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Commentary on the Week's Business, Technology and Cultural News
Issue No. 251
Wednesday, November 12, 2003
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ELECTION 2003: Meet the New Boss -- and the Old Boss
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====** IRIS BAKER REPLIES FROM LONDON **=======
32-year-old Nick Baker now sits in a Japanese prison. He is charged
with smuggling drugs into Japan -- a charge he vehemently denies.
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a fair trial.
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ELECTION 2003: Meet the New Boss -- and the Old Boss
Another year, another election, and sadly, another monumentally hasty
response from your armchair Japanologists.
We stayed up through Sunday night watching the results coming in: the
little grins from Junichiro Koizumi as the LDP held onto some seats out
in the sticks, the even bigger grins from Naoto Kan as his new-look
DPJ party made bigger gains in the cities. And as we finally drifted
off to sleep, it was painfully easy to predict what the papers and
the TV stations around the world were going to be saying.
Sure enough, Koizumi's apparent failure to secure the outright LDP
majority he wanted was taken as a sign that even his personal popularity
can no longer hold the wolf back from the doors of the LDP. The gains
for the DPJ -- which, by the way, we applaud -- were prematurely taken
as evidence that Japan has suddenly changed overnight and is now on
the brink of establishing a two-party political system.
When the stock market took a big dive, for resoundingly obvious technical
reasons, the "analysts" were quick to explain it as "market fears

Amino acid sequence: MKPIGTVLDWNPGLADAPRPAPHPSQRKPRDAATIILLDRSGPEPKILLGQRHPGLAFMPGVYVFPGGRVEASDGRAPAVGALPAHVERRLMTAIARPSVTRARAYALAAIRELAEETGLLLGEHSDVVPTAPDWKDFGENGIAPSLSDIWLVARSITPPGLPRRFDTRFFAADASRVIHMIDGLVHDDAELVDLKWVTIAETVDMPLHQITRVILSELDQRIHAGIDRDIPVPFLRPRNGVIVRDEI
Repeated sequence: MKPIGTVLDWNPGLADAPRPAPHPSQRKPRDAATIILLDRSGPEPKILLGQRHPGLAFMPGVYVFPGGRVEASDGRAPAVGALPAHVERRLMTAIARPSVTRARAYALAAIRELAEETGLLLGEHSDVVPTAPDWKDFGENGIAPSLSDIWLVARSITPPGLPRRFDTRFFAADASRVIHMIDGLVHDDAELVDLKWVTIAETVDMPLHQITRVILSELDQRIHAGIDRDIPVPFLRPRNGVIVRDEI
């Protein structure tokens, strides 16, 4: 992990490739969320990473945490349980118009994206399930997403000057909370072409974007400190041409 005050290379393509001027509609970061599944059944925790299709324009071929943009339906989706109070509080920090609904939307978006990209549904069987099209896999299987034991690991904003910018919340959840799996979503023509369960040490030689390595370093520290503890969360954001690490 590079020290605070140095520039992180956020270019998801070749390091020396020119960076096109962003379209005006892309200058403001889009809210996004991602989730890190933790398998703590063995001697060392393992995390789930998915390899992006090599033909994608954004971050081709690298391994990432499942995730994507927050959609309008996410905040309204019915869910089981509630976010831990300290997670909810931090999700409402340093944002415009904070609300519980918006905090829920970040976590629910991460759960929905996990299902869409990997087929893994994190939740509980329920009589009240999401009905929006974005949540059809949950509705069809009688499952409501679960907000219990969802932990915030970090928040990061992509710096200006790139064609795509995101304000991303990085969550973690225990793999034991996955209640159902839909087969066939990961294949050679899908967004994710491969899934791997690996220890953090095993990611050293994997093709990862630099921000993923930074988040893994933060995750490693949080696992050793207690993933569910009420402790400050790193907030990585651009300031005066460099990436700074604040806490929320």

that Koizumi's reform program will now peter out."
Utter nonsense, as it turned out. In a move that a junior high school
student could have predicted, the New Conservatives immediately threw
their lot in with the LDP, giving the prime minister the majority he
wanted. If he wants to carry on reforming, there is really not that
much to stop him.
But a far more significant flaw with the election commentary --
particularly from the non-Japanese media -- has been the hasty conclusion
that Japanese politics are now on the verge of looking like the sort of
two-party mud-fights that produce such wonderfully positive stuff in the
US and Britain.
Let's not forget that it was under a two-party system -- complete with its
"open and democratic exchange of ideas" -- that Tony Blair defied the
popular will and joined Uncle Sam in the recent invasion of Iraq. It may
be true that Japan could, after 50 years of unbroken dominance by the LDP,
be graduating towards a system where two strong parties periodically swap
power. Profoundly unlikely -- but possible.
But let's not kid ourselves: The difference between the LDP and the DPJ
is not some well-defined counterpoint of ideology. It's just a question
of who is looking more energetic, and who looks more tired.
The truth ignored by those who want to stamp the 2003 general election
as a victory for political diarchy is that Japan is not really doing so
badly under its current system. Throughout the reams of copy churned out
by the two-party media activists there is a common thread -- a sense that
Japan has "big problems" to solve and that it is only by emulating the
political systems of the "West" that such problems can be overcome.
Again -- nonsense. First of all, there is no proof at all that what is
healthy in one political environment is not poison in another. The LDP
may be rusty and dysfunctional in some sense, but it remains in an
effective symbiosis with the powerful Japanese democracy.
The second point is also regularly missed. In the sense that two-party
systems promote an exchange of ideas, debate and compromise, Japan already
has all that. The only difference is that it is all locked up within the
LDP itself. The same commentators who bemoan the lack of a two party
system in Japan are the same folks who regularly point out how divided
the current LDP happens to be.
That internal split has always represented the diarchy everyone is now so
As Pete Townshend once wrote: "Meet the new boss / Same as the old boss."
Gotta love international politics -- and international spin.
-- The Editors
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